The words "enlightenment", "war", and "tyranny" in your subtitle stand out. How do these words play out in your book?
John Bew: The three words capture the span of Castlereagh's career and also the contradictions within it. Castlereagh is often painted as a reactionary or counter-revolutionary figure by his enemies and one of my central aims was to show that this was an unfair caricature. Rather than being anti-Enlightenment or tyrannical, his career reflected the complexities of the European Enlightenment. He grew up in an area of Ireland where there was a strong tradition of Enlightenment thinking and his family was closely connected to the philosopher Francis Hutcheson. He read much of the same literature as the French Revolutionaries (such as Rousseau) and began his life as a self-confessed 'man of the people'.
After 1790, however, Castlereagh grew more sceptical and conservative. Initially, he was receptive to the ideas of the French Revolution but, following two visits to Paris – in 1790 and 1791 – he was alarmed by the effects of the revolution. What he saw across France confirmed to him that older identities (national, religious, ethnic) were stronger than some of the most enthusiastic revolutionaries recognised. He feared that the anarchy of revolution was likely to unleash rather less enlightened forces such as sectarianism. This is the chief lesson he took back to Ireland and led to his opposition to the radical republican movement and the rebellion of 1798, which he was involved in putting down.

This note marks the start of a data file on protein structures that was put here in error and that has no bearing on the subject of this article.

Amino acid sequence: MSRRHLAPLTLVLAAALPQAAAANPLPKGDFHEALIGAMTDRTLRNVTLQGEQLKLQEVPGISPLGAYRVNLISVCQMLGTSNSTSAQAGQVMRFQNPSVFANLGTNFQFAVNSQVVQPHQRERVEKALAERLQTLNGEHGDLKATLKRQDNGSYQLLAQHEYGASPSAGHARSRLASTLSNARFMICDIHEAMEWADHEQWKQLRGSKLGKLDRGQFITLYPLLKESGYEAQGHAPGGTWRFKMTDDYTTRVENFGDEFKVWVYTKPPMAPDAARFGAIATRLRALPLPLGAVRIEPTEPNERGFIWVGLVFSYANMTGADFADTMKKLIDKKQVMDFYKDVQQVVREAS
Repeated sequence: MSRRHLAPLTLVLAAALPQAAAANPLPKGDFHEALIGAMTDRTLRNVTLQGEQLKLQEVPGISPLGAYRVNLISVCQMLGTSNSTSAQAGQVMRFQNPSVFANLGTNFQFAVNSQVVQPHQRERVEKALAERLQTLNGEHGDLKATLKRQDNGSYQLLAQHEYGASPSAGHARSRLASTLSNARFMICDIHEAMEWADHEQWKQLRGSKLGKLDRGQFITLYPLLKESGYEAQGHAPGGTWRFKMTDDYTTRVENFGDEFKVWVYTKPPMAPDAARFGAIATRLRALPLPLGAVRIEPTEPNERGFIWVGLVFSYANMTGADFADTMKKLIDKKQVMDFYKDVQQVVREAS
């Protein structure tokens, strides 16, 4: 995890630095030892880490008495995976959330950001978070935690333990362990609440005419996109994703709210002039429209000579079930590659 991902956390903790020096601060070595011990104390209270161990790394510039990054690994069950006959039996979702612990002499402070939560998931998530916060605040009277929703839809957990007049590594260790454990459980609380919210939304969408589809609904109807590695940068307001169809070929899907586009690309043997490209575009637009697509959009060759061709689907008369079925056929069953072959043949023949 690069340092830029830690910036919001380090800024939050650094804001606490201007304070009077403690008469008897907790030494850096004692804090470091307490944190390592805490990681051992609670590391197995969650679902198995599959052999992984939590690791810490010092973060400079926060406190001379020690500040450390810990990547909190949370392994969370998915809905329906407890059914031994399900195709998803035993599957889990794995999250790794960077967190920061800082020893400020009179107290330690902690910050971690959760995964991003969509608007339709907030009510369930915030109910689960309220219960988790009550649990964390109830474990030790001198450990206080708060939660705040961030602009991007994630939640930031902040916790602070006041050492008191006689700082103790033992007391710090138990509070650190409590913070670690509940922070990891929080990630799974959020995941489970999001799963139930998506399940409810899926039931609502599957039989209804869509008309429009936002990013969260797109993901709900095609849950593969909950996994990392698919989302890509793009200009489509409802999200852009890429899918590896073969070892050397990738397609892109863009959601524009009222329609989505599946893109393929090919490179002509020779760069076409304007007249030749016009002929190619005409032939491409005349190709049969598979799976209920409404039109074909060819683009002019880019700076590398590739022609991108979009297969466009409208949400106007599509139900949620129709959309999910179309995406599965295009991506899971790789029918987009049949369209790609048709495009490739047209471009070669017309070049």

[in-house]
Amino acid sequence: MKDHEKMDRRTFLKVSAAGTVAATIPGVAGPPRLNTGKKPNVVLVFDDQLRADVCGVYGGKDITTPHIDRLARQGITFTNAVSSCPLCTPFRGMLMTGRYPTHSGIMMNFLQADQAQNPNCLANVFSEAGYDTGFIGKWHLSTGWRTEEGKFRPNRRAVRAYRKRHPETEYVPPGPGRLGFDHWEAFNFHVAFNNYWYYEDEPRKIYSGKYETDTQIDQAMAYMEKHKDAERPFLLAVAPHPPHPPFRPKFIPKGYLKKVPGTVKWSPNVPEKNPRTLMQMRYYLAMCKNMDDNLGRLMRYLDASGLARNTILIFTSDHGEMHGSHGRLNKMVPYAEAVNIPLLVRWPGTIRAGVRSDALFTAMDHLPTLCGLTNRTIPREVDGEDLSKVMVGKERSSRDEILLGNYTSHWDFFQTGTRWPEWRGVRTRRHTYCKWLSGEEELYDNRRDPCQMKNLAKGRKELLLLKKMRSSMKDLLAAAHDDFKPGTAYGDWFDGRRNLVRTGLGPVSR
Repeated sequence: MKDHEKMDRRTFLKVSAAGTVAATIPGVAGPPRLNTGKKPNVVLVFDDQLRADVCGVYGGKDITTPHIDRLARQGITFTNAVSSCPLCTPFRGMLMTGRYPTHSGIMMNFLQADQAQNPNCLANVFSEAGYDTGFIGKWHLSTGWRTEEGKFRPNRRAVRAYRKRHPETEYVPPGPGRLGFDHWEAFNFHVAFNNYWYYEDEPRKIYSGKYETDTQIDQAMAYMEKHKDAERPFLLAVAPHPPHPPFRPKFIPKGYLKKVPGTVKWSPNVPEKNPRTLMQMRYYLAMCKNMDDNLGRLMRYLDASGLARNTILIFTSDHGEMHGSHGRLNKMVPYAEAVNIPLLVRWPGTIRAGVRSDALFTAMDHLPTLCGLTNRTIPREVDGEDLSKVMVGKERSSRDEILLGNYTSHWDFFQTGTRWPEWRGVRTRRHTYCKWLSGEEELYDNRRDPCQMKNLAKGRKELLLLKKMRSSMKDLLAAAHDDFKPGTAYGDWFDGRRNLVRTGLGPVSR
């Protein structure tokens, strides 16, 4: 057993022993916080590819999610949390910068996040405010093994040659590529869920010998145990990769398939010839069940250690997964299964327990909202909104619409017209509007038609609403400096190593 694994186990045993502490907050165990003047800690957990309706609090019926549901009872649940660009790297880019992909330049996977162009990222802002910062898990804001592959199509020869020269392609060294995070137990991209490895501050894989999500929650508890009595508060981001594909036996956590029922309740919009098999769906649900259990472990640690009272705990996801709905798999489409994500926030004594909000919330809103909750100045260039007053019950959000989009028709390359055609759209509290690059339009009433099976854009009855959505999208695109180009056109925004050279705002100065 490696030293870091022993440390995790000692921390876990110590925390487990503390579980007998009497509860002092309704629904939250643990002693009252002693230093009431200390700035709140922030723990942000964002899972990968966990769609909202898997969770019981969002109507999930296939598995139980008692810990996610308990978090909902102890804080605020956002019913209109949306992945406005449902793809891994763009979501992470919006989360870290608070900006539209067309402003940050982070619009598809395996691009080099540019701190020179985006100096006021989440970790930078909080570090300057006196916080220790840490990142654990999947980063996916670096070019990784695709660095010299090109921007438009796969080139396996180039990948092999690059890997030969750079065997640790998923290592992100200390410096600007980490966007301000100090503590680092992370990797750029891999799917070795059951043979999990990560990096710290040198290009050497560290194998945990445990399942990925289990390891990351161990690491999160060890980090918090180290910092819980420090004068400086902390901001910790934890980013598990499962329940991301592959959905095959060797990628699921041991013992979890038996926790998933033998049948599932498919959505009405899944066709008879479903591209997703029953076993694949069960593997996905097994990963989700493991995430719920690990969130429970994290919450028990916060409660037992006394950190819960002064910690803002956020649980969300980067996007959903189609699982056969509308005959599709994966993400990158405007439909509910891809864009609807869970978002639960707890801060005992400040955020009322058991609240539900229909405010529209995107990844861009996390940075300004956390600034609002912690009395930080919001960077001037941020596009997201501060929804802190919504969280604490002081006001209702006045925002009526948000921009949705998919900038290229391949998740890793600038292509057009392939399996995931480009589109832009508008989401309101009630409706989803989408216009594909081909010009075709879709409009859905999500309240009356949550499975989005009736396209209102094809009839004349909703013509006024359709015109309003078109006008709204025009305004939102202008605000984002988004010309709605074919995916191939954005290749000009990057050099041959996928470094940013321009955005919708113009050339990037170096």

So the book begins with the phase of 'enlightenment', the moves into the phase in which he was a minister in the government in London responsible for the conduct of the war. Of all the ministers who served in this period, no other was so centrally involved in the war effort from start to finish. Castlereagh was William Pitt's protégé but Pitt died in January 1806. Most important of all, Castlereagh was Wellington's chief sponsor. In fact, it's fair to say that without Castlereagh, you never would have had the Duke of Wellington and the whole course of European history may have looked different.
The final section deals with the post-war period, when Castlereagh's opposition to parliamentary reform cemented his reputation as a tyrant. By this stage, he was exhausted and over-worked and his responses to economic difficulty and political unrest was increasingly unimaginative. It was the pressure from this phase of his life which led to his suicide.
You seem to have a particular interest in British history and the issue of identity (a hot topic in the UK at the moment). As an Irish peer serving in the London parliament, "a serviceable slave to [his] country" (as one reviewer described his approach), does Castlereagh stand out as a particular case in point for the issues surrounding what it means to be British, to feel a sense of British identity?